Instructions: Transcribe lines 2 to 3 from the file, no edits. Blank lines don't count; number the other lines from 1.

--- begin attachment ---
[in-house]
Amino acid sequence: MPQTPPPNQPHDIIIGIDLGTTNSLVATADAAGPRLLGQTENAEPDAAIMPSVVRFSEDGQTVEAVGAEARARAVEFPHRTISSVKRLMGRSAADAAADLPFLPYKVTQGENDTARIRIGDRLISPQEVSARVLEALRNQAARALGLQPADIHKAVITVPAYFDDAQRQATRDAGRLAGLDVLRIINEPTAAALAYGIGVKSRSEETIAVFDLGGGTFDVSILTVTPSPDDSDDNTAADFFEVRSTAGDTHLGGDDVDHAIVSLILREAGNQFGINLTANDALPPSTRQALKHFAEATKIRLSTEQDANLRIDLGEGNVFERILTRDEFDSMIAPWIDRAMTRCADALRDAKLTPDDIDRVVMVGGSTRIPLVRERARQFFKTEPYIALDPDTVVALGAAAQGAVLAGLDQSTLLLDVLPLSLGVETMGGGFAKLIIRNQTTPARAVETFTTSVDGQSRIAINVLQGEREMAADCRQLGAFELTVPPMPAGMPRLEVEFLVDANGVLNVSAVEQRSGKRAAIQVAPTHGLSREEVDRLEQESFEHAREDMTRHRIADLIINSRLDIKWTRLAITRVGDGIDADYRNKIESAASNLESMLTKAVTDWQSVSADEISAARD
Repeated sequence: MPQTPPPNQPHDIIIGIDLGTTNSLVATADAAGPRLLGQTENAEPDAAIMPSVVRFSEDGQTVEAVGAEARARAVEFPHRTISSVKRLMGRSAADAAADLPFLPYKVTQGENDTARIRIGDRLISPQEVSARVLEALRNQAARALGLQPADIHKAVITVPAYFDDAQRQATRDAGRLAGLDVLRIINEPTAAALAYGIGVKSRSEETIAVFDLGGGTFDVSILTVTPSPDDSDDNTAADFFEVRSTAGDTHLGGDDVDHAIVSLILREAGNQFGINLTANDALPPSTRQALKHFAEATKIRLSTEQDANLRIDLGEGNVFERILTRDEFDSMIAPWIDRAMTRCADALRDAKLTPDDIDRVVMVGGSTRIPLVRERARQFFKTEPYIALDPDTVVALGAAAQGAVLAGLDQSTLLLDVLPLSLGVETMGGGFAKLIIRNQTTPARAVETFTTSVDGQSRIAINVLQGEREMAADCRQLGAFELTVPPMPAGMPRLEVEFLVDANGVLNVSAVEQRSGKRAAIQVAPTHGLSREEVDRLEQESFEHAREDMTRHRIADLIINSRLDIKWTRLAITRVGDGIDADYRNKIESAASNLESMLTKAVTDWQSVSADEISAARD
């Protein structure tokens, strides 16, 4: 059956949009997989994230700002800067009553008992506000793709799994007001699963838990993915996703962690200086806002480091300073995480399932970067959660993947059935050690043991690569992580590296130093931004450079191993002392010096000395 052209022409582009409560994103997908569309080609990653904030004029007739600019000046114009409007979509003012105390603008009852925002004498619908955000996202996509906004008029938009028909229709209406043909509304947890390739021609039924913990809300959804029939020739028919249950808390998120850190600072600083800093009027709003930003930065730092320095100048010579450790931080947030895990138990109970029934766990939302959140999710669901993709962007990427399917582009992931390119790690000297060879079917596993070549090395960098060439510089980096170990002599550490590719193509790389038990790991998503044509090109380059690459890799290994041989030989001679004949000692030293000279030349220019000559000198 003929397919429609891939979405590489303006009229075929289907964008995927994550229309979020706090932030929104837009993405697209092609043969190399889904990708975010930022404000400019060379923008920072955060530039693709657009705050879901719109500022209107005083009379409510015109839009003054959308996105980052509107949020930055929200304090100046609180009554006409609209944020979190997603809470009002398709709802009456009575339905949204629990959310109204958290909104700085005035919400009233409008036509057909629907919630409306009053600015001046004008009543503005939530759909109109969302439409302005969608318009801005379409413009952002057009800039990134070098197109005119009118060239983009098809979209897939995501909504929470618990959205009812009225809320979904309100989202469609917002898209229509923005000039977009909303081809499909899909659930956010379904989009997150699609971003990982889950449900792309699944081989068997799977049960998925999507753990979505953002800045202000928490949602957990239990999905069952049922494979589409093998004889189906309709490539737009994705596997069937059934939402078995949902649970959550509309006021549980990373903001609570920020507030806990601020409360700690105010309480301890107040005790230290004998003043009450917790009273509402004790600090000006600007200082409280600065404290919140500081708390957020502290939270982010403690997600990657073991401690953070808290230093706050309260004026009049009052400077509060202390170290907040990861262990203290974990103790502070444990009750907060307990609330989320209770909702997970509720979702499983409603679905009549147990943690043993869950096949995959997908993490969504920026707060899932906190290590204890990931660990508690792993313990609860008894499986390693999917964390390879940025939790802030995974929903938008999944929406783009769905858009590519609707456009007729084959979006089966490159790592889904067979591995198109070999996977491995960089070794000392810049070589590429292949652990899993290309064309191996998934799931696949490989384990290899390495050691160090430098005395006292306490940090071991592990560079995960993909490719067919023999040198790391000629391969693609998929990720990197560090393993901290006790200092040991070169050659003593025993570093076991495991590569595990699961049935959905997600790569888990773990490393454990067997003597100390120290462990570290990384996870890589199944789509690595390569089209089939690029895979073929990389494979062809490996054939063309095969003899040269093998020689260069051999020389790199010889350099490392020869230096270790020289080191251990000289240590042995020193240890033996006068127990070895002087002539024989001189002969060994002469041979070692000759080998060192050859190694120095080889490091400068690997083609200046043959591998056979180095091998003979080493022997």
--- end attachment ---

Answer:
Amino acid sequence: MPQTPPPNQPHDIIIGIDLGTTNSLVATADAAGPRLLGQTENAEPDAAIMPSVVRFSEDGQTVEAVGAEARARAVEFPHRTISSVKRLMGRSAADAAADLPFLPYKVTQGENDTARIRIGDRLISPQEVSARVLEALRNQAARALGLQPADIHKAVITVPAYFDDAQRQATRDAGRLAGLDVLRIINEPTAAALAYGIGVKSRSEETIAVFDLGGGTFDVSILTVTPSPDDSDDNTAADFFEVRSTAGDTHLGGDDVDHAIVSLILREAGNQFGINLTANDALPPSTRQALKHFAEATKIRLSTEQDANLRIDLGEGNVFERILTRDEFDSMIAPWIDRAMTRCADALRDAKLTPDDIDRVVMVGGSTRIPLVRERARQFFKTEPYIALDPDTVVALGAAAQGAVLAGLDQSTLLLDVLPLSLGVETMGGGFAKLIIRNQTTPARAVETFTTSVDGQSRIAINVLQGEREMAADCRQLGAFELTVPPMPAGMPRLEVEFLVDANGVLNVSAVEQRSGKRAAIQVAPTHGLSREEVDRLEQESFEHAREDMTRHRIADLIINSRLDIKWTRLAITRVGDGIDADYRNKIESAASNLESMLTKAVTDWQSVSADEISAARD
Repeated sequence: MPQTPPPNQPHDIIIGIDLGTTNSLVATADAAGPRLLGQTENAEPDAAIMPSVVRFSEDGQTVEAVGAEARARAVEFPHRTISSVKRLMGRSAADAAADLPFLPYKVTQGENDTARIRIGDRLISPQEVSARVLEALRNQAARALGLQPADIHKAVITVPAYFDDAQRQATRDAGRLAGLDVLRIINEPTAAALAYGIGVKSRSEETIAVFDLGGGTFDVSILTVTPSPDDSDDNTAADFFEVRSTAGDTHLGGDDVDHAIVSLILREAGNQFGINLTANDALPPSTRQALKHFAEATKIRLSTEQDANLRIDLGEGNVFERILTRDEFDSMIAPWIDRAMTRCADALRDAKLTPDDIDRVVMVGGSTRIPLVRERARQFFKTEPYIALDPDTVVALGAAAQGAVLAGLDQSTLLLDVLPLSLGVETMGGGFAKLIIRNQTTPARAVETFTTSVDGQSRIAINVLQGEREMAADCRQLGAFELTVPPMPAGMPRLEVEFLVDANGVLNVSAVEQRSGKRAAIQVAPTHGLSREEVDRLEQESFEHAREDMTRHRIADLIINSRLDIKWTRLAITRVGDGIDADYRNKIESAASNLESMLTKAVTDWQSVSADEISAARD